In the last years, progress has been made regarding the differentiation of human pluripotent stem cells into neural stem cells and astrocytes, growing into neurospheres and cerebral organoids. These models offer an exciting new range of opportunities to investigate developmental changes associated with Zika virus (ZIKV) infection in human neural cells. Using immunocytochemistry and electron microscopy, we showed that ZIKV targets human brain cells, reducing their viability and growth as neurospheres and brain organoids. Combining transcriptomics and proteomics, we showed that ZIKV alters the molecular fingerprint of neural stem cells by activating responses to viral replication, DNA damage targets, cell cycle arrest, apoptosis, as well as the downregulation of neurogenic programs. Our recent results will be discussed during the presentation.

Biography:
Stevens Rehen received his Bachelor’s degree, Master’s degree, and Ph.D. at the Federal University of Rio de Janerio in Brazil. He later completed postdoctoral training at the University of California San Diego and The Scripps Research Institute. Over the past five years, Stevens has published over 76 peer-reviewed publications. Currently, Stevens is a Full Professor at the Federal University of Rio de Janerio. Additionally, he is the Head of Research at D’Or Institute for Research and Education (IDOR) and Regional Committee Member of the Pew Latin American Program in the Biomedical Sciences.

Meritxell Rovira

Research Associate
Center for Regenerative Medicine in Barcelona

Title:
Pancreatic progenitors: from the organ to the plate

Abstract:
Ductal cells share several markers with pancreatic embryonic progenitors, suggesting that ductal cells could be the closest lineage to an adult progenitor in the pancreas, thus their stem-like capacities in vitro have been under intense investigation. A commonly used assay for identifying stem or progenitor cells involves the isolation and culture of candidate cells under specific culture conditions to test their ability to generate colonies/spheres or organoids that can differentiate into multiple cell lineages either in vitro or following transplantation in vivo (Deleyrolle and Reynolds, 2009). Using such strategies, several cell types from the exocrine pancreatic compartment have been shown to acquire stem/progenitor-like properties in vitro (Rovira et al., 2010, Seaberg et al., 2004, Huch et al., 2013, Baeyens et al., 2005).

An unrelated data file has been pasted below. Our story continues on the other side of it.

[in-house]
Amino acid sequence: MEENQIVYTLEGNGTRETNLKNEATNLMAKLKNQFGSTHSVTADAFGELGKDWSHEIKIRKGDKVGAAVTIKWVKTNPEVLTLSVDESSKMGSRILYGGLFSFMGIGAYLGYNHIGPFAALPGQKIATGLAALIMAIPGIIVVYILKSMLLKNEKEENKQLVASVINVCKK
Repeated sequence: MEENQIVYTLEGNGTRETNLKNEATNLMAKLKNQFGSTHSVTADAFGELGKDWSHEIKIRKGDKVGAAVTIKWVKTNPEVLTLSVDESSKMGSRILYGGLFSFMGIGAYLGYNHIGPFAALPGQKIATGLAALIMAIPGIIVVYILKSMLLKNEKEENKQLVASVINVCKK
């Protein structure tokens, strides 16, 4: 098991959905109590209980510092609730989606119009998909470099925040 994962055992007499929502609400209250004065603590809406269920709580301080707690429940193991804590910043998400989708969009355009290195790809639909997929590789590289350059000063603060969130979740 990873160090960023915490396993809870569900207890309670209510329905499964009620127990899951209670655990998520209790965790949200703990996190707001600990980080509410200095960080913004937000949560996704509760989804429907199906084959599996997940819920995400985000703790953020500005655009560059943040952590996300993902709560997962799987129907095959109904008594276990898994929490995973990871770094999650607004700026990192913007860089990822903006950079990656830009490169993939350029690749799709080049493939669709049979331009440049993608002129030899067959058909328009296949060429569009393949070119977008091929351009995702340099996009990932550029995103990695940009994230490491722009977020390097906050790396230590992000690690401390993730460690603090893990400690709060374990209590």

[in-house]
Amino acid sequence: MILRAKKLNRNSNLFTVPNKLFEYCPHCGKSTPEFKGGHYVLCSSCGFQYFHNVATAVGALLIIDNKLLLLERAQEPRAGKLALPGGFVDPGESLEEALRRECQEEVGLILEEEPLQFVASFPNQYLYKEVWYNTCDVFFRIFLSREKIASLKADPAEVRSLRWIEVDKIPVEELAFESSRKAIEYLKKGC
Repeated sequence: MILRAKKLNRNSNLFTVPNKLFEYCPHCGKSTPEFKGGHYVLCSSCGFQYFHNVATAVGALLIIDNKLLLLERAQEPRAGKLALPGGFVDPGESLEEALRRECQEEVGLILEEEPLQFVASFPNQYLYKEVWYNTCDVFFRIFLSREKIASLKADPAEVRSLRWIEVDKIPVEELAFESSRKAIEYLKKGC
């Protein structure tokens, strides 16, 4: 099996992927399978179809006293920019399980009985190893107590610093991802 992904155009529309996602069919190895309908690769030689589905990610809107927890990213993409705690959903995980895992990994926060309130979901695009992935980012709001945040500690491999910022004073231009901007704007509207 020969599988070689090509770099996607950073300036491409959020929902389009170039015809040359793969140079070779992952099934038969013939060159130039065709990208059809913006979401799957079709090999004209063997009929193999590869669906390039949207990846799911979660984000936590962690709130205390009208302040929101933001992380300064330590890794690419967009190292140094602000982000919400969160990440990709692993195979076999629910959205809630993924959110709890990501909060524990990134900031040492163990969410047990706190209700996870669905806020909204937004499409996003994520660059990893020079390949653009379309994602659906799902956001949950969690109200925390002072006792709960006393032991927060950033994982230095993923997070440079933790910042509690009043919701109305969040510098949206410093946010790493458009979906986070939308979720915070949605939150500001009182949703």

These research efforts have demonstrated that ductal/centroacinar cells, from human or mouse origin, can form spheres in suspension culture as well as organoids that under specific growth factor conditions or after kidney capsule engraftment can differentiate into β cells (Rovira et al., 2010, Huch et al., 2013, Boj et al., 2015, Seaberg et al., 2004, Jin et al., 2013, Lee et al., 2013). These organoid cultures represent a useful tool to study pancreas biology in an untransformed system in vitro, from human and mouse pancreatic ducts. This culture system together with new tools for genome editing holds promise for the study of pancreatic diseases and their progression (Huch et al., 2013, Huch and Koo, 2015, Hindley et al., 2016, Broutier et al., 2016).

Moreover, knowledge gained from studying the acquisition of stem-like/progenitor properties by some terminally differentiated pancreatic cell types in vitro can provide invaluable insight into harnessing these cells for regenerative therapy. Such studies can lead to defining the signaling pathways or growth factors whose activation in vivo is required to generate the proper niche that allow such population to act as dedicated or facultative progenitors.

Biography:
Meritxell Rovira holds a Bachelor in Biology (2001) from University of Barcelona and a PhD in Health and Life Science (2007) from University Pompeu Fabra. After her PhD she moved to USA in 2008 for her postdoctoral training at Johns Hopkins/School of Medicine to work in Steve D Leach and Mike Parsons laboratories, where she acquired expertise in adult pancreatic progenitors in mouse and zebrafish models. She came back to Barcelona in 2011 as a Marie Curie postdoctoral fellow at Jorge Ferrer laboratory (IDIBAPS) where she gained expertise in the field of epigenetics. After her postdoctoral training, she joined Núria López-Bigas laboratory at IRB as a research associate to establish and supervise the experimental part of Núria’s lab. She joined the CMR[B] in 2017 after being awarded with a Jovenes Investigadores fellowship from the Spanish Ministry.

Meritxell's main research interest is the study of pancreatic progenitors in zebrafish, mouse and human. Embryonic pancreatic multipotent progenitors and adult pancreatic duct cells express common markers in all animal species studied thus far; suggesting that adult duct cells might be exploited to create a pool of β-cell progenitors. Thus my main research interest is to understand the transcriptional and epigenetic changes that occur between embryonic progenitors and adult cells, as well as the influence of the extrinsic signals from the surrounding mesenchymal cells. This knowledge will allow the identification of the molecular mechanisms that restrict the lineage potential of duct cells and could be used to create a model of β-cell regeneration for the treatment of Type 1 Diabetes.